The Gospel of Luke tells us that after the crucifixion of Jesus a good and righteous man named Joseph of Arimathea went to Pilate to ask for Jesus’ body. Joseph then took the body of Jesus down from the cross, wrapped it in a linen cloth, and laid it in a rock-hewn tomb where no one had ever been laid. The women who had come with Jesus from Galilee and had watched the crucifixion from a distance, followed Joseph and saw the tomb and how Jesus’ body was laid. However, because the sabbath was beginning, they returned to where they were staying and prepared spices and ointments for later.
Then the text reads, “On the sabbath they rested according to the commandment” (Luke 23:56b).
I find myself wondering what that sabbath felt like to those who loved Jesus and had witnessed his cruel death.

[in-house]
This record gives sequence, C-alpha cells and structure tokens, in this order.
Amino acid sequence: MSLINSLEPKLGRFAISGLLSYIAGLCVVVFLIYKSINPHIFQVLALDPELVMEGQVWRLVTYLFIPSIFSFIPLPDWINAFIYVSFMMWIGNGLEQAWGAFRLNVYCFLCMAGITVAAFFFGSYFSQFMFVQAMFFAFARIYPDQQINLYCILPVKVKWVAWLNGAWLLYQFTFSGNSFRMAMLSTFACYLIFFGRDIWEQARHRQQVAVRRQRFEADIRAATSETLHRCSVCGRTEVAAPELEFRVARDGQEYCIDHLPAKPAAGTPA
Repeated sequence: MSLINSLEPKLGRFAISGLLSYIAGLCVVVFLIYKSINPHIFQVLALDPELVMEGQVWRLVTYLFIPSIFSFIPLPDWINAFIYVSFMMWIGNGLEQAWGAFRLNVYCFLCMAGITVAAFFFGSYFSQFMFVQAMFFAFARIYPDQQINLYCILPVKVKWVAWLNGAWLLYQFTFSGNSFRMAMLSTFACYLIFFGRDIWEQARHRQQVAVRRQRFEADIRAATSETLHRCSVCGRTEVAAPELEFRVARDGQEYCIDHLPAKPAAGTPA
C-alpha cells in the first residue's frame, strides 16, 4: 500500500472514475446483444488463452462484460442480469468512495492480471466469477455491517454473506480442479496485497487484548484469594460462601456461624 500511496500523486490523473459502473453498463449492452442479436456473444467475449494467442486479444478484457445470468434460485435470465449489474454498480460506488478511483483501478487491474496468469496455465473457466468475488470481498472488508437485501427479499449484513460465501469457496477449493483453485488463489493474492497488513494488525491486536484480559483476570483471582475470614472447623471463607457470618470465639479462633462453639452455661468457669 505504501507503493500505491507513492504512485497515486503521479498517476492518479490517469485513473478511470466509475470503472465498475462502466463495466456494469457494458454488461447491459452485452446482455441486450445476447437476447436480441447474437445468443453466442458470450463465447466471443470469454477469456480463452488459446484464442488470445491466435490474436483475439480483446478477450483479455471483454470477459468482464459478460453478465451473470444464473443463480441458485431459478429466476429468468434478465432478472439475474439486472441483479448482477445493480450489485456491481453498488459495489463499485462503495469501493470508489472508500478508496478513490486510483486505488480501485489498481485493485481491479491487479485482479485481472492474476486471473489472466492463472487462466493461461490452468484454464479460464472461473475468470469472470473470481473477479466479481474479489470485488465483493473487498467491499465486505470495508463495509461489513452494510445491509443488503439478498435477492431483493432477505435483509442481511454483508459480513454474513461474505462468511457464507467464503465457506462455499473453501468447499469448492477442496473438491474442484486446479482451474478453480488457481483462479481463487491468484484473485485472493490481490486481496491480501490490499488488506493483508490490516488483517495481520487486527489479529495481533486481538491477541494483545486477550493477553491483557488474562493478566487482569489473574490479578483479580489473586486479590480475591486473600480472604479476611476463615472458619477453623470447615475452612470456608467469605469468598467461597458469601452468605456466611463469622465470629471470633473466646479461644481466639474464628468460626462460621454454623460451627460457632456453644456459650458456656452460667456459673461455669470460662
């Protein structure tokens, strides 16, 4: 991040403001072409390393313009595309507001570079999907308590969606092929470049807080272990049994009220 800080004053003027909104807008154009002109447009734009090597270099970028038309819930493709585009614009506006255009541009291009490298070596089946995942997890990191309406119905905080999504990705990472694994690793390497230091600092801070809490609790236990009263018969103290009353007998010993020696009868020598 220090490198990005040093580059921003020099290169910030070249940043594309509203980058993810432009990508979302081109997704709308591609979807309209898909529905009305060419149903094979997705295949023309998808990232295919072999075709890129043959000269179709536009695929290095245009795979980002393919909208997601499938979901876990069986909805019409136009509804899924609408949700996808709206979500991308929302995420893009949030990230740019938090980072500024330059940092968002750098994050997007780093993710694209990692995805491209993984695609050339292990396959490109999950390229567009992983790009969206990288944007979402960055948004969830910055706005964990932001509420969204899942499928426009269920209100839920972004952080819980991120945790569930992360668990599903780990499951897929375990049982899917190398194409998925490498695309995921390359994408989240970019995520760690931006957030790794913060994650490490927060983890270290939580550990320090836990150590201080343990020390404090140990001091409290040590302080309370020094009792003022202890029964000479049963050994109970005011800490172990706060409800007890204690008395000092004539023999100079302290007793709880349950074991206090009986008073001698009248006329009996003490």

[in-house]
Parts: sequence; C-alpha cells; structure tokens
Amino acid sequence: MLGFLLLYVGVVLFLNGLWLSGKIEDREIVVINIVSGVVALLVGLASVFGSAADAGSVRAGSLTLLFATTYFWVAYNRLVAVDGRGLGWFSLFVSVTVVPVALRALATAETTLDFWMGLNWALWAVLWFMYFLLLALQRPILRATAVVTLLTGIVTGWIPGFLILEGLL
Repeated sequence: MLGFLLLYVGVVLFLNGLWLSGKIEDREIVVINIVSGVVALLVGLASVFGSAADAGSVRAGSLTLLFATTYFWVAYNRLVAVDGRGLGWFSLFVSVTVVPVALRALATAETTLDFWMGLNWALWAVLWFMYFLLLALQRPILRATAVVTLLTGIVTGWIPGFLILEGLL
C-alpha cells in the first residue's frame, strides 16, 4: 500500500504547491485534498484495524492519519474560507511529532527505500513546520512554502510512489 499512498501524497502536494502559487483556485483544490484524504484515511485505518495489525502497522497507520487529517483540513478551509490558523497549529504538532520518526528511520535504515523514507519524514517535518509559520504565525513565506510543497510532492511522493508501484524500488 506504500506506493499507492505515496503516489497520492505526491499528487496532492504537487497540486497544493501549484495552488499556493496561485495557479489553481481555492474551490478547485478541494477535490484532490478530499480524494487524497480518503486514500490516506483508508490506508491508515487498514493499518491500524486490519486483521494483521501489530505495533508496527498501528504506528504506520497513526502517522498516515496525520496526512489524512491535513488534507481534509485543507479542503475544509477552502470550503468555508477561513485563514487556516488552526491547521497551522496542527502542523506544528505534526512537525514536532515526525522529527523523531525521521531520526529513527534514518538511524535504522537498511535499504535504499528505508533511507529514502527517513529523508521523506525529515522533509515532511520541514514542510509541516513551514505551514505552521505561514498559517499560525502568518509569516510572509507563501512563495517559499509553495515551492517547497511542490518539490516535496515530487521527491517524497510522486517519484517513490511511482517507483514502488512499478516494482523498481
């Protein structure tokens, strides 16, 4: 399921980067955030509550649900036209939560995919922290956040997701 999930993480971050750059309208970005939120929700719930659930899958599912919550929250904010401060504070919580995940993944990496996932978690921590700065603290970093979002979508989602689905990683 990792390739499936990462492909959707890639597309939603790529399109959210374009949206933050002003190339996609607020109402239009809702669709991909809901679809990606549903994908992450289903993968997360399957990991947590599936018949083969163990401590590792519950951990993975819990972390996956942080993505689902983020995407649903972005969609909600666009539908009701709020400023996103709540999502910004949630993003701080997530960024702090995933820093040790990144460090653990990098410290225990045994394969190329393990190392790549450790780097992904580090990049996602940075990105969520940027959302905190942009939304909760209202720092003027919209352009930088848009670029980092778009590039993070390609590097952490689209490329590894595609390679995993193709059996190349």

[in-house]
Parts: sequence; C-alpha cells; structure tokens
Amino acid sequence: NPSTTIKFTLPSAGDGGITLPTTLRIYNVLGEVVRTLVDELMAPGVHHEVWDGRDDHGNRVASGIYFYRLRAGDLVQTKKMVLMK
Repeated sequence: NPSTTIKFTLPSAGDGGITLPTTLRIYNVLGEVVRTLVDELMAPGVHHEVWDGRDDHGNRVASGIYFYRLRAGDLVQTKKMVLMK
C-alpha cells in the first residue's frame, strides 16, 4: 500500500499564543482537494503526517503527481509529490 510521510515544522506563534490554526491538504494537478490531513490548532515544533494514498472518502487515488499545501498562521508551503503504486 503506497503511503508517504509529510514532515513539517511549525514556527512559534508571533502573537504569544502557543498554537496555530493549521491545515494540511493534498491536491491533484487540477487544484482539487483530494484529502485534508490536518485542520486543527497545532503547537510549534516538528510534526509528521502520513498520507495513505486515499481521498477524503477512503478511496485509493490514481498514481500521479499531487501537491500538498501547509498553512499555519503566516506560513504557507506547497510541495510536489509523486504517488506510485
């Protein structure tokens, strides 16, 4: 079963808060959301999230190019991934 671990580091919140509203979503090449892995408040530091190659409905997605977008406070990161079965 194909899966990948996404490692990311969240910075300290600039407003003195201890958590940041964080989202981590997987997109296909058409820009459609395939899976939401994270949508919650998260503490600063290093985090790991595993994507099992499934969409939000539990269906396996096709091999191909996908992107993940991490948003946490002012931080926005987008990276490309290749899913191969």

What are the emotions you and I feel as we hear the story of Christ’s Passion told again during this Holy Week?
What do we do with ourselves following Jesus’ death?
Where do we find “rest” on the sabbath?
Here is a poem I wrote touching on these questions.
On the sabbath they rested
The room where lost dreamers came
in search of repair and a promised peace
looked like any other ancient room,
windows open and chanting to the sky,
walls thick with the prejudice of time,
echoing the desolation of unwelcome grief.
An ageless question hung in the air –
What awaits us between hopefulness and uncertainty?
We cannot know.
So for now we lie down among broken bodies,
we take our rest beside other ragged souls
who rummage around for redemption,
who long for peace in a world at war with itself.
Words (c) 2012 Mark Lloyd Richardson
Photo (c) 2012 Dallis Day Richardson